This article was originally published in the Aiken Standard on May 1, 2011.
The Rev. Jeff Smoak was ordained on April 10. He is a 1991 graduate of Aiken High School and has an undergraduate degree from The Citadel. He attended seminary at Erskine College and is working toward a PhD.
Aiken native Jeff Smoak was preparing for a sermon at an Anderson church in March 2009 when he came upon a passage that put him at a crossroads of his faith.
“And Nathan departed unto his house. And the Lord struck the child that Uriah’s wife bare unto David, and it was very sick.”
Smoak, then a seminary student, turned his thoughts immediately to Macayla, his 9-year-old daughter, who was dying from a degenerative brain disease. A grieving father and a man of faith found himself on a cliff of doubt.
“I had to ask the question. Was my child struck? Was Macayla struck or not?”
Macayla Smoak was born May 22, 2001. She was healthy, happy and inquisitive. By 2 years old, she was memorizing movie labels and could work the VCR. Her father remembers her adventurous spirit.”She was not a girlie-girl. She loved being outside, messing with bugs, worms,” he said.
In the spring of 2005, the Smoaks world began to change forever. It began with seizures. Doctors were unable to diagnose a cause.The family moved to New Orleans in 2005 for Jeff to finish a master’s degree in seminary at New Orleans Baptist Theological Seminary.
The answer to Macayla’s problems might even be found at a children’s hospital there.Two weeks later, Hurricane Katrina struck the Gulf, sending the Smoaks back to stay with friends in Anderson.
It all seemed to be piling on the Smoak family.
“At that point, we’re like, ‘OK, God, what are you doing? And why would you even send us to New Orleans if you knew it was coming’?” he said.
Macayla’s condition continued to worsen, and medicines were proving ineffective.On Dec. 27, 2005, they received the diagnosis – Batten disease, a degenerative brain condition that would slowly deteriorate Macayla’s physical state.
Jeff and Jennifer Smoak had just received word of their daughter’s death sentence.
“Immediately, we just went outside in a parking lot and just cried,” he said.
As the days turned to weeks, Macayla began talking less and less. Her motor skills were failing her. The disease would eventually take her vision.
“Because the brain cells cannot get rid of the normal trash your cells make, the brain ends up dying over time,” Smoak said.
Some days were harder than others. Each day brought new challenges, as Macayla faced new hurdles in everyday life, such as when she would have difficulty coordinating her hands in what used to be a routine task. The Smoaks had to encourage her at each step.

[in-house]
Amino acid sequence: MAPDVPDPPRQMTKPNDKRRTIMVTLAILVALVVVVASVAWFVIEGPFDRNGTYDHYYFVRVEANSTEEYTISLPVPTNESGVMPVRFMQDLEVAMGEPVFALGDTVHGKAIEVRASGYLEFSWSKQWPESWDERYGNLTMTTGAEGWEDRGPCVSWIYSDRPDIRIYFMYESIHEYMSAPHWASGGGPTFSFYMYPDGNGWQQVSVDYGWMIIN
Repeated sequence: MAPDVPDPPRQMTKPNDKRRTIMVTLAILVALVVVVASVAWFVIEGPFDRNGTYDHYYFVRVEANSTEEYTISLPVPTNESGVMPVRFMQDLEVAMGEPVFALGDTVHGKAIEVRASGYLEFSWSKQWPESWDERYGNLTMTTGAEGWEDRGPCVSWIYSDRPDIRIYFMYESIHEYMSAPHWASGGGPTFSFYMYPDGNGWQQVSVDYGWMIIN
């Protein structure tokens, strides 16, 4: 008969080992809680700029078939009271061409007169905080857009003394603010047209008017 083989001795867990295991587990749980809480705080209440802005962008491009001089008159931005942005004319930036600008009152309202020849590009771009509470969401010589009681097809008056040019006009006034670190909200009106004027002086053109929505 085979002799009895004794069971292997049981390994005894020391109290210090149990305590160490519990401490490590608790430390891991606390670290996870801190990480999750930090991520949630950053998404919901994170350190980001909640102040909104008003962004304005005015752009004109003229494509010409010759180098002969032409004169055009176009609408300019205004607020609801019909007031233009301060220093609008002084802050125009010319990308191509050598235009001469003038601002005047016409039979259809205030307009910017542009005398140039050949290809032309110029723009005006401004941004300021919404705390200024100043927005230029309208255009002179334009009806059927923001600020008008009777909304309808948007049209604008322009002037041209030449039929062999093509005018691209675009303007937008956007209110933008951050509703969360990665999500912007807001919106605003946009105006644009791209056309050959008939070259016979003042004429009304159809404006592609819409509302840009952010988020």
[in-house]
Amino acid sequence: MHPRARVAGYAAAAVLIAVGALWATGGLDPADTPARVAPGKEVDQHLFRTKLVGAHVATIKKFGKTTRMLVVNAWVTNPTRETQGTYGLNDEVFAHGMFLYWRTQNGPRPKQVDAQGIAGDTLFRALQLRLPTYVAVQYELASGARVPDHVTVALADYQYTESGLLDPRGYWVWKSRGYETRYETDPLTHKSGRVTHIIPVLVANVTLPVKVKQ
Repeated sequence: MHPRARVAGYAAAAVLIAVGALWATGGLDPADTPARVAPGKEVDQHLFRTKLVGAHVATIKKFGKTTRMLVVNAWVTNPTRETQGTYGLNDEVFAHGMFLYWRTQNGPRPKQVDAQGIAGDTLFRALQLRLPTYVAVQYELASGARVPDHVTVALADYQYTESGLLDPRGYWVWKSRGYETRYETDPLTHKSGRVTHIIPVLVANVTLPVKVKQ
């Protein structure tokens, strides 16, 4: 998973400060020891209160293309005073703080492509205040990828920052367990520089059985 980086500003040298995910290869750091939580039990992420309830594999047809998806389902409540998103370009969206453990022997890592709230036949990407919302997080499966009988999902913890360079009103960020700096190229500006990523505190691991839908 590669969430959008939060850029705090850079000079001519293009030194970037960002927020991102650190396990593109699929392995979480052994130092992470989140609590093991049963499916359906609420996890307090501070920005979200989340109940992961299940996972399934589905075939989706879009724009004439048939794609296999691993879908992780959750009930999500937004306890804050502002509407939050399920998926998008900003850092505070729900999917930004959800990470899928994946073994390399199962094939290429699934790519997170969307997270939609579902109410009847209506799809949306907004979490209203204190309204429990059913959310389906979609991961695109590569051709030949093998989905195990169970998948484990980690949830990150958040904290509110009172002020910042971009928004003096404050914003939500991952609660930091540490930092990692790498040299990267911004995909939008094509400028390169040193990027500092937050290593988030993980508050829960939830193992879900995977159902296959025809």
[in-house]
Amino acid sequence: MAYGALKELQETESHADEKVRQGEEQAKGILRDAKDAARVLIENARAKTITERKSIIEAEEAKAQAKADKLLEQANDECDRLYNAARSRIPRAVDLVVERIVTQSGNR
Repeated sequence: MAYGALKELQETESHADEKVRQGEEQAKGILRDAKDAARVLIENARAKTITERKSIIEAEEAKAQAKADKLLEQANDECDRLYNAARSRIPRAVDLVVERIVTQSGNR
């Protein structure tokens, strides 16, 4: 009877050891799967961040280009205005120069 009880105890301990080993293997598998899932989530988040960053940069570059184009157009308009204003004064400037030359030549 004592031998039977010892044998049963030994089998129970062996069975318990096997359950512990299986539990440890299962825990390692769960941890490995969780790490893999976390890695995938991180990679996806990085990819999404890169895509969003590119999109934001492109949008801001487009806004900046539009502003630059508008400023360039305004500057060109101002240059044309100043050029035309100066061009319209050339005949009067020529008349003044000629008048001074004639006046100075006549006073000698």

“It’s OK, we’ll learn a new way,” they would tell her.
The disease did not strip her spirit. In fact, Jeff said, she became more touchy and warm.”After the disease started, we noticed a change when she was around 5 or 6, she started smiling more. She smiled and laughed when they went to Disney for Make a Wish. She just really would light up and smile,” he said.
On Macayla’s ninth birthday – May 22, 2010, the Smoaks lost their daughter.
The Bible verse that rang so personally for the Smoaks has led to a book by Smoak, chronicling the family’s journey through Macayla’s illness, both personally and spiritually.
“Ultimately, it was just a quest for me. I really never set out to write a book about it or even preach about it, because this was so personal to me,” he said.
The verse – 2 Samuel 12:15 – tells the story of the affair between David and Bathsheba, and the death of their child, with the chilling line “the Lord struck the child.”
“It is so emotionally charged. When you’re the parent of a dying child and you read that (verse), it’s a show stopper. You stop, and you have to figure that out. Or you walk away bitter,” Smoak said.
As he embarked on the journey to understand the verse and how it applied to Macayla, Smoak found himself walking into shadows of uncertainty.
“Am I really ready for the answer? That was the hard part. There were moments of fear that I’m not going to like the answer,” he said.
That said, he ultimately relied on his faith to know his questions would be answered.
“If God is all He says He is, then He can handle my questions.”
What Smoak found was a guiding light that would ultimately become the book. The story tells of the illness, of the treatment, and of the spiritual journey of the family.”God knew that we needed more revealed to us,” he said.
What he found were not just answers, but also hope, and a message to share with the readers of his book.
“That’s not the only verse in the Bible, and there’s a reason for that,” he said.
Jacob Smoak is 7 years old. He carries the gene for Batten disease but will not be affected by it. His children could be, if their mother is also a carrier.
One chapter in the book focuses on Jacob and his journey through his sister’s illness.
“The boy has learned more about genetics than any 7-year-old should know,” his father said.
Jeff Smoak said he never knows when the moments of grief will surge to his consciousness. It could be when he drives past the office where Macayla did her therapy. It could be simply out at dinner.
“I took Jacob to a movie and Mexican food. He thought that was great, and I’m thinking, ‘Would Macayla have liked that movie?'”
And he still has questions for God.
“God, are you really all you say you are? Is there really heaven? Do I get to see her again?”
But ultimately, Smoak said, he finds hope and a reason for continued faith.
“There is a future here. This is not for nothing.”